W3C home > Mailing lists > Public > public-html@w3.org > July 2009

Re: Codecs for <video> and <audio>

From: Sam Ruby <rubys@intertwingly.net>
Date: Sat, 04 Jul 2009 07:10:00 -0400
Message-ID: <4A4F3888.9090509@intertwingly.net>
To: Ian Hickson <ian@hixie.ch>
CC: public-html@w3.org
Ian Hickson wrote:
> On Fri, 3 Jul 2009, Sam Ruby wrote:
>> Ian Hickson wrote:
>>> On Thu, 2 Jul 2009, Sam Ruby wrote:
>>>> Ian Hickson wrote:
>>>>>> Even if a better place can be found, why not follow your 
>>>>>> previous policy of adding a section to HTML5 and moving it out 
>>>>>> if/when a better venue is found?
>>>>> Because this isn't required for interop, and so it's not critical.
>>>> Required for interop?  I'm confused.
>>> I mean that we don't have to have a spec to get browsers to all 
>>> implement PNG or DOM2 Core. The whole point of the proposed spec would 
>>> have been to document what interop exists, and what interop browser 
>>> vendors predict the next generation will have, so such a spec by 
>>> definition wouldn't be needed for interop. Thus, since we agree that 
>>> on the long term it doesn't belong in HTML5, it doesn't make sense to 
>>> add it to HTML5 just to remove it later. This is unlike other features 
>>> that we added then removed later, which were added because there was 
>>> an immediate need for a spec to obtain interop amongst interested 
>>> implementors.
>> You lost me again, and furthermore you are asserting an agreement on a 
>> topic that I don't recall expressing an opinion on.
>> The original topic was "required for interop".
>> If the goal of HTML 5 is to document what interop exists at this point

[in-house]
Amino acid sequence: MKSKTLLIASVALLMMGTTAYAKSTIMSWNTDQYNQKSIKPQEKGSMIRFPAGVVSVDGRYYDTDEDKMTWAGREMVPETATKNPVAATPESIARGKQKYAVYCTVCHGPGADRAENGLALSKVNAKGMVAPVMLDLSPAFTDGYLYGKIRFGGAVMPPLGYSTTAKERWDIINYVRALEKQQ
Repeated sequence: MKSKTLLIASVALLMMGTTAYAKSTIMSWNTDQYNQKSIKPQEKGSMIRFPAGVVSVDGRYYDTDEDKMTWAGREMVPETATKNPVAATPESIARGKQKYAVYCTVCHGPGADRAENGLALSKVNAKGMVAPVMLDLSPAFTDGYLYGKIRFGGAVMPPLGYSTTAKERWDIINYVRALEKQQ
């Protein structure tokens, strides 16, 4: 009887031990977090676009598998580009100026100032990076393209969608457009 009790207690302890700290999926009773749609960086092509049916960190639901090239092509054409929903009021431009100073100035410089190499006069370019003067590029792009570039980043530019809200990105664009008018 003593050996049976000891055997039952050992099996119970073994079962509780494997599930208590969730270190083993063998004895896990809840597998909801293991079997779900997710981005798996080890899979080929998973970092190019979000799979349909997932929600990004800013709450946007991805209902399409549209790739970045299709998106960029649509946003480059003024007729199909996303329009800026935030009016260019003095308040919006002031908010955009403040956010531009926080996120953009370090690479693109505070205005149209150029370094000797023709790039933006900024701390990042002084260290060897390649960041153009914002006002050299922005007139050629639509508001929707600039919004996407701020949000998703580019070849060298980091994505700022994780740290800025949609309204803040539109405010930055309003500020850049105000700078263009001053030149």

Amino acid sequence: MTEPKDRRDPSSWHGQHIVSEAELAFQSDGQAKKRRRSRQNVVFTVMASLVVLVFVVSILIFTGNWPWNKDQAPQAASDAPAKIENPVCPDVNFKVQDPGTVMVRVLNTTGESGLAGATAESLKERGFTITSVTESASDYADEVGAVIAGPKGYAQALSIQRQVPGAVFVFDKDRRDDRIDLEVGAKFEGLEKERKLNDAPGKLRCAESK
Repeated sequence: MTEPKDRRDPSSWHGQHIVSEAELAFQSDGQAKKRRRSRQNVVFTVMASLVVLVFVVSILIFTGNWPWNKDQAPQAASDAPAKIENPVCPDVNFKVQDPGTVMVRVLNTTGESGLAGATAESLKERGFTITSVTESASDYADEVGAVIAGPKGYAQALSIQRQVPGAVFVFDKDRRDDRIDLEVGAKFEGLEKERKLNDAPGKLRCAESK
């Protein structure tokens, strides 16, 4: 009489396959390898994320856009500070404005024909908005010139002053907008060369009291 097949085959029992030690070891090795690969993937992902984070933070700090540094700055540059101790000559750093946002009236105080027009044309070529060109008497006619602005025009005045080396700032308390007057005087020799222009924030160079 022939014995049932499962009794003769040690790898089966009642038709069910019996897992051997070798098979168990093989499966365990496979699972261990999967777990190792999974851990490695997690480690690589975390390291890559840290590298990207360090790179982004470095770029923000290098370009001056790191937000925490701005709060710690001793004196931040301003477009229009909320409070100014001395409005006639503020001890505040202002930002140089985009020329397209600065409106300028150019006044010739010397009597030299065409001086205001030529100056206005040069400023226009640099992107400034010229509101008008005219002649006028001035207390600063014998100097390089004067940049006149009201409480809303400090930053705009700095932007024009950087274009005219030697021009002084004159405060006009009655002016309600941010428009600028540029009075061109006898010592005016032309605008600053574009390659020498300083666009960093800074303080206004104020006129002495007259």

>> in time in 2009, then HTML 5 would have no video tag at all; instead 
>> HTML 5 would document how YouTube currently works.
>> Until other things that are intended to be split out later are, in fact, 
>> split out I don't see any point in discussing further what the final 
>> form of the document will be.
> I don't understand what you are asking. I think we may be speaking at 
> cross-purposes here.

I guess that would depend on what you presume my purpose in asking this 
question is.

Your claim that common codecs aren't required for interop baffles me.  I 
believe that "Because this isn't required for interop" to be a false 
statement.  I very much believe that video is a valuable feature of 
HTML5, but *only* if there is a common, royalty free codec that is 
implemented across compliant implementations.  If that isn't the case, 
then the video element should be deferred (either to HTML6 or by naming 
the next release HTML4.2 or somesuch, I care not).

I further believe that there are multiple axises along which one can 
evaluate a coded for suitability.  I don't believe that the common codec 
needs to be the best along each axis.  In fact, I believe that there is 
plenty of room for non-royalty free codecs which will target specific 

Furthermore, I recognize that there may be valid business reasons for a 
given vendor to elect to defer, possibly indefinitely, becoming 
compliant with HTML5.

You recently said:

> Assuming that decisions are made based on technical grounds and not based 
> on popularity votes, it shouldn't matter whether a position has one person 
> supporting it or fifteen -- the stronger position should win, regardless 
> of the number of supporters.

You and I see the same data (lack of hardware support, quality-per-bit 
concerns) and yet come to different conclusions.  The current draft 
contains a non-interoperable Video element, whereas I would consider 
either of the following to be significantly stronger positions than the 
one you have elected to take: deferring the inclusion of the element 
entirely or continuing to require a specific royalty free codec.

- Sam Ruby
Received on Saturday, 4 July 2009 11:10:40 UTC

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